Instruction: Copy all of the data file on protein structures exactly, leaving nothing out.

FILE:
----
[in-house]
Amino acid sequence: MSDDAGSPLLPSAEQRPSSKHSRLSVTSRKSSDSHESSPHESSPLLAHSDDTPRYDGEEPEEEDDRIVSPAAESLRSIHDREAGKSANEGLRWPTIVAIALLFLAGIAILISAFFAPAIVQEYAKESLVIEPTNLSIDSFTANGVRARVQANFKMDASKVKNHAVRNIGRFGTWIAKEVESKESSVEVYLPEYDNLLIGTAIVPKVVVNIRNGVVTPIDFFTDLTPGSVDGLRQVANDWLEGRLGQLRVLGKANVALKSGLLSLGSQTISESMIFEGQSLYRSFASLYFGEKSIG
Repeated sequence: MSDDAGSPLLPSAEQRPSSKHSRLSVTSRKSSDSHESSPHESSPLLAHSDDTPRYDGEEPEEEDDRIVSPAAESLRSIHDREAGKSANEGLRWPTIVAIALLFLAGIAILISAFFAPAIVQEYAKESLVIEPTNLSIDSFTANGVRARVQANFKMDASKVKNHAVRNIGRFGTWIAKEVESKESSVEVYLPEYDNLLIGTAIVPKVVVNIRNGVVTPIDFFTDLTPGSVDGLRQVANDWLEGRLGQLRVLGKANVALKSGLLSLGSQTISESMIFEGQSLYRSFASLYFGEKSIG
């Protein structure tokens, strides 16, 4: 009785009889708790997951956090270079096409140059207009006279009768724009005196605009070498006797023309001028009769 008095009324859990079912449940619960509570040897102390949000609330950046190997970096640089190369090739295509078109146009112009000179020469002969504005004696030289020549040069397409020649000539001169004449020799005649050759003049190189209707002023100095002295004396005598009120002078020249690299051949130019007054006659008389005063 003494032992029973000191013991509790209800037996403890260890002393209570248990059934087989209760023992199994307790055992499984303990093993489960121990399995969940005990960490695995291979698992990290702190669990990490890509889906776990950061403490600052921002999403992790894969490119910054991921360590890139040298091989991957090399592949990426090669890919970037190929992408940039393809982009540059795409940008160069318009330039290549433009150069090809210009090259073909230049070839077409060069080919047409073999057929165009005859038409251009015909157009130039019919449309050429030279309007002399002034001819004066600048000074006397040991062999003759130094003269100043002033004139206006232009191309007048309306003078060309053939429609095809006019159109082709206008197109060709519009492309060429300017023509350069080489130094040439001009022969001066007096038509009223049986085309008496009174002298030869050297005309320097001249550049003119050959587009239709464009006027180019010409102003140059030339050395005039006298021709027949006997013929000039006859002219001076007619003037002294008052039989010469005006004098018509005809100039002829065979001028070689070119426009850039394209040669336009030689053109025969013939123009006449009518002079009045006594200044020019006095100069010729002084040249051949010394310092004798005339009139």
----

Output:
[in-house]
Amino acid sequence: MSDDAGSPLLPSAEQRPSSKHSRLSVTSRKSSDSHESSPHESSPLLAHSDDTPRYDGEEPEEEDDRIVSPAAESLRSIHDREAGKSANEGLRWPTIVAIALLFLAGIAILISAFFAPAIVQEYAKESLVIEPTNLSIDSFTANGVRARVQANFKMDASKVKNHAVRNIGRFGTWIAKEVESKESSVEVYLPEYDNLLIGTAIVPKVVVNIRNGVVTPIDFFTDLTPGSVDGLRQVANDWLEGRLGQLRVLGKANVALKSGLLSLGSQTISESMIFEGQSLYRSFASLYFGEKSIG
Repeated sequence: MSDDAGSPLLPSAEQRPSSKHSRLSVTSRKSSDSHESSPHESSPLLAHSDDTPRYDGEEPEEEDDRIVSPAAESLRSIHDREAGKSANEGLRWPTIVAIALLFLAGIAILISAFFAPAIVQEYAKESLVIEPTNLSIDSFTANGVRARVQANFKMDASKVKNHAVRNIGRFGTWIAKEVESKESSVEVYLPEYDNLLIGTAIVPKVVVNIRNGVVTPIDFFTDLTPGSVDGLRQVANDWLEGRLGQLRVLGKANVALKSGLLSLGSQTISESMIFEGQSLYRSFASLYFGEKSIG
């Protein structure tokens, strides 16, 4: 009785009889708790997951956090270079096409140059207009006279009768724009005196605009070498006797023309001028009769 008095009324859990079912449940619960509570040897102390949000609330950046190997970096640089190369090739295509078109146009112009000179020469002969504005004696030289020549040069397409020649000539001169004449020799005649050759003049190189209707002023100095002295004396005598009120002078020249690299051949130019007054006659008389005063 003494032992029973000191013991509790209800037996403890260890002393209570248990059934087989209760023992199994307790055992499984303990093993489960121990399995969940005990960490695995291979698992990290702190669990990490890509889906776990950061403490600052921002999403992790894969490119910054991921360590890139040298091989991957090399592949990426090669890919970037190929992408940039393809982009540059795409940008160069318009330039290549433009150069090809210009090259073909230049070839077409060069080919047409073999057929165009005859038409251009015909157009130039019919449309050429030279309007002399002034001819004066600048000074006397040991062999003759130094003269100043002033004139206006232009191309007048309306003078060309053939429609095809006019159109082709206008197109060709519009492309060429300017023509350069080489130094040439001009022969001066007096038509009223049986085309008496009174002298030869050297005309320097001249550049003119050959587009239709464009006027180019010409102003140059030339050395005039006298021709027949006997013929000039006859002219001076007619003037002294008052039989010469005006004098018509005809100039002829065979001028070689070119426009850039394209040669336009030689053109025969013939123009006449009518002079009045006594200044020019006095100069010729002084040249051949010394310092004798005339009139």